A brief treatment of Zionism follows. For fuller treatments, see Israel: Zionism; Judaism: Zionism.

In the 16th and 17th centuries a number of “messiahs” came forward trying to persuade Jews to “return” to Palestine. The Haskala (“Enlightenment”) movement of the late 18th century, however, urged Jews to assimilate into Western secular culture. In the early 19th century interest in a return of the Jews to Palestine was kept alive mostly by Christian millenarians. Despite the Haskala, eastern European Jews did not assimilate and in reaction to tsarist pogroms formed the Ḥovevei Ẕiyyon (“Lovers of Zion”) to promote the settlement of Jewish farmers and artisans in Palestine.

A political turn was given to Zionism by Theodor Herzl, an Austrian journalist who regarded assimilation as most desirable but, in view of anti-Semitism, impossible to realize. Thus, he argued, if Jews were forced by external pressure to form a nation, they could lead a normal existence only through concentration in one territory. In 1897 Herzl convened the first Zionist Congress at Basel, Switz., which drew up the Basel program of the movement, stating that “Zionism strives to create for the Jewish people a home in Palestine secured by public law.”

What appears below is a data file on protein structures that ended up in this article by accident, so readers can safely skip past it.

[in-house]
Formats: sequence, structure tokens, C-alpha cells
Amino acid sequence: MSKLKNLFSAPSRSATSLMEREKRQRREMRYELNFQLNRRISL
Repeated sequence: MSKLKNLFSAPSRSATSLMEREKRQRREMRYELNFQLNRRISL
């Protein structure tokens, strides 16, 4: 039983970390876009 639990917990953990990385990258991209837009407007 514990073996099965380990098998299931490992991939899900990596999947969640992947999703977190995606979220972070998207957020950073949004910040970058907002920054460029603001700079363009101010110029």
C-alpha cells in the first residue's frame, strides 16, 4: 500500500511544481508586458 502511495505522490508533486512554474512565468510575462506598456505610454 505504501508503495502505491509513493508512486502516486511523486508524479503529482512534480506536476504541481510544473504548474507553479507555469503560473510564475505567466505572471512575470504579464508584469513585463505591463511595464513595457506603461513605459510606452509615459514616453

The centre of the movement was established in Vienna, where Herzl published the official weekly Die Welt (“The World”). Zionist congresses met yearly until 1901 and then every two years. When the Ottoman government refused Herzl’s request for Palestinian autonomy, he found support in Great Britain. In 1903 the British government offered 6,000 square miles (15,500 square km) of uninhabited Uganda for settlement, but the Zionists held out for Palestine.

At the death of Herzl in 1904, the leadership moved from Vienna to Cologne, then to Berlin. Prior to World War I Zionism represented only a minority of Jews, mostly from Russia but led by Austrians and Germans. It developed propaganda through orators and pamphlets, created its own newspapers, and gave an impetus to what was called a “Jewish renaissance” in letters and arts. The development of the Modern Hebrew language largely took place during this period.

The failure of the Russian Revolution of 1905 and the wave of pogroms and repressions that followed caused growing numbers of Russian Jewish youth to emigrate to Palestine as pioneer settlers. By 1914 there were about 90,000 Jews in Palestine; 13,000 settlers lived in 43 Jewish agricultural settlements, many of them supported by the French Jewish philanthropist Baron Edmond de Rothschild.